You can expect this review to feel a lot like a Shardplate oozing Stormlight. I’ll just exude a nondescript glow as I wax romantic about this book. It’s a freedom I grant myself because 1) I have nothing bad to say about The Way of Kings and 2) I have nothing new to say about it. Chances are I won’t sway you to read The Stormlight Archive if you haven’t already been lured by the fantasy community’s opinion of Sanderson’s work. But, as a recent Sanderson initiate (thanks to site owner Andrew), I still want to take a few hundred words to explain exactly what I loved about The Way Of Kings.
The Way Of Kings drops readers into the heart of a massive world—though much of this book takes place in Alethkar—where various peoples are at war. Their primary objective? Recover gemhearts, which can produce and power magical armor and weaponry. I have, of course, diluted this summary so far that the average Stormlight fan will chide me for my stupidity. In reality, The Way Of Kings connects its myriad plots like the world’s most complex Lego set. Kings is a book that is thematically centered on discovery, both in its plot and its ideas. Sanderson has a vision, and he places bricks at various places from time to time, only revealing the wondrous finished sculpture when a 200-page conclusive explosion–often referred to as the Sanderlanche– erupts. Though there are too many characters to describe here, here are a few key players in this opening volume:
- Kaladin, a surgeon’s son who took his talents to war to protect his younger brother, then was branded as a slave and sent to work as a bridgeman.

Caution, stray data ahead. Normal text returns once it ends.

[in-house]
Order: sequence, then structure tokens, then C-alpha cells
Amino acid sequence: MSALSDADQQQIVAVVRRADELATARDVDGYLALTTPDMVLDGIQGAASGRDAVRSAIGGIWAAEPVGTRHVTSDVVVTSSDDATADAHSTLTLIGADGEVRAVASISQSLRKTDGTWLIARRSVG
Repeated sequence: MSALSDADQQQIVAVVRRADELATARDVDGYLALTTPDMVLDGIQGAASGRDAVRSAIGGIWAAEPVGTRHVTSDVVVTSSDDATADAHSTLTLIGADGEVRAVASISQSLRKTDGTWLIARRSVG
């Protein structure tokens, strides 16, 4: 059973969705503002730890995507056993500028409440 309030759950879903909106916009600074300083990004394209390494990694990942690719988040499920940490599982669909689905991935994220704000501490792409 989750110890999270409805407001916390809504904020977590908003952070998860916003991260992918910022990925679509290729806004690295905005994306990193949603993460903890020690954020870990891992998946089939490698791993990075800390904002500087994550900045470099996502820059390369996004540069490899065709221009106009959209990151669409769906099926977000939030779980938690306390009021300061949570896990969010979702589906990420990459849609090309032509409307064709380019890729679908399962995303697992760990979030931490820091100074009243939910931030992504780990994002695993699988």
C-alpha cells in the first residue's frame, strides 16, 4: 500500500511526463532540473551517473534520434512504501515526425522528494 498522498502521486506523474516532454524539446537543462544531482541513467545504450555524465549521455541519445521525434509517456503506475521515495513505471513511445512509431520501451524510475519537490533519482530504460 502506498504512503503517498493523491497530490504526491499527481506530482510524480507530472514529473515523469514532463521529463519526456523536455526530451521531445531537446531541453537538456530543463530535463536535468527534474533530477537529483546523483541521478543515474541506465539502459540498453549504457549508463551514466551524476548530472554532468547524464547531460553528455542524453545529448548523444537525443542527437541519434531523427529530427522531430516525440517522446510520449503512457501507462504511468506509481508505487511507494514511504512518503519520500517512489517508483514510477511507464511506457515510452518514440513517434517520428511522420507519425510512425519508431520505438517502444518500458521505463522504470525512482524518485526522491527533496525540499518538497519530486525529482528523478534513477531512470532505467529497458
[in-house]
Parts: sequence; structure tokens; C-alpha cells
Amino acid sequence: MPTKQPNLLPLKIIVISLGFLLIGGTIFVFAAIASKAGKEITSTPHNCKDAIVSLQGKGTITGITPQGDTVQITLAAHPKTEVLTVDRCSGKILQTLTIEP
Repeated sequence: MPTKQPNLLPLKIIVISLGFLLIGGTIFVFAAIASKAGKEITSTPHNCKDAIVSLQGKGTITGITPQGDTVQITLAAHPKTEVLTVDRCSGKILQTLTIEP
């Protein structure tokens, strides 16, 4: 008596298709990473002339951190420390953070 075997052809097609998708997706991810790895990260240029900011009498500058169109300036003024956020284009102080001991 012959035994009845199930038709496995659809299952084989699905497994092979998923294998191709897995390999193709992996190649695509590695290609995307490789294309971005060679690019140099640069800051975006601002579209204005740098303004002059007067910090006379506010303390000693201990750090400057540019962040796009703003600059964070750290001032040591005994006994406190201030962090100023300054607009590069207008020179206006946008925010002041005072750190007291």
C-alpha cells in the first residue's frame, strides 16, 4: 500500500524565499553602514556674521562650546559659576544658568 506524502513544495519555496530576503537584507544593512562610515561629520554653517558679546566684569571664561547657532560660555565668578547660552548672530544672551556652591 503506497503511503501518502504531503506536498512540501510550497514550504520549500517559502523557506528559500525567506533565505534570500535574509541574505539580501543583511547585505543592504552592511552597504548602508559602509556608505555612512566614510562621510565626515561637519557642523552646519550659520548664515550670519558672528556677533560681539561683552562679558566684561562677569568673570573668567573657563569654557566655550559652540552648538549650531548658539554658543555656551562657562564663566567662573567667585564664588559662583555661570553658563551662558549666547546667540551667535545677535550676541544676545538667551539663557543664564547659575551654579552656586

- Shallan, an academic and a thief on a quest to pilfer a valuable object that could restore her family to its former glory.
- Dalinar, an elite warrior and Highprince who experiences strange visions and begins to lose his thirst for battle.
- Jasnah, Dalinar’s niece, Princess of Alethkar, and talented academic studying the world’s vibrant and mysterious history.
- Adolin, Dalinar’s son, who grapples with his identity and the fact that he will one day take his father’s place as Highprince.
The Way Of Kings interlaces these characters with flawless cohesion. Sanderson knows when to drop a bombshell of a detail. He knows when to shift points of view to keep you hungry for more. And he knows exactly what every character is up to at any given time. Though each of these “protagonists” has a narrative, they’re all part of a grander shift in the world.
The Way of Kings bounces from the past to present, but the bulk of the story takes place six years after the assassination of King Gavilar. Alethkar goes to war with the Parshendi, a race of ashen- and red-skinned warriors who claimed to be responsible for the King’s murder. The warriors of Alethkar and the Parshendi find themselves at odds on The Shattered Plain, a network of treacherous plateaus separated by gargantuan chasms. There, giant gems called gemhearts form in massive chrysalises. The Alethkar are represented by 10 factions, each with their own leading Highprince, who employ military tactics to compete with one another for the treasures, often resulting in huge casualties.
Though The Way of Kings boasts many protagonists, Kaladin takes the starring role of this tome. His story moves at a breakneck pace as he is tossed into the life of a bridgeman in Highprince Sadeas’ army (Sadeas is one of Dalinar’s rivals). Bridgemen are expendable. Their job? Run bridges across the Shattered Plains, placing them across the huge gaps between plateaus so the Alethi army can reach gemhearts before the Parshendi. Life as a bridgeman is oppressive and deadly. Sometimes full crews are summoned for a run and see zero men return. The crew members, then, care little about anything but living another day to spend what meager coin they earn on booze or general debauchery.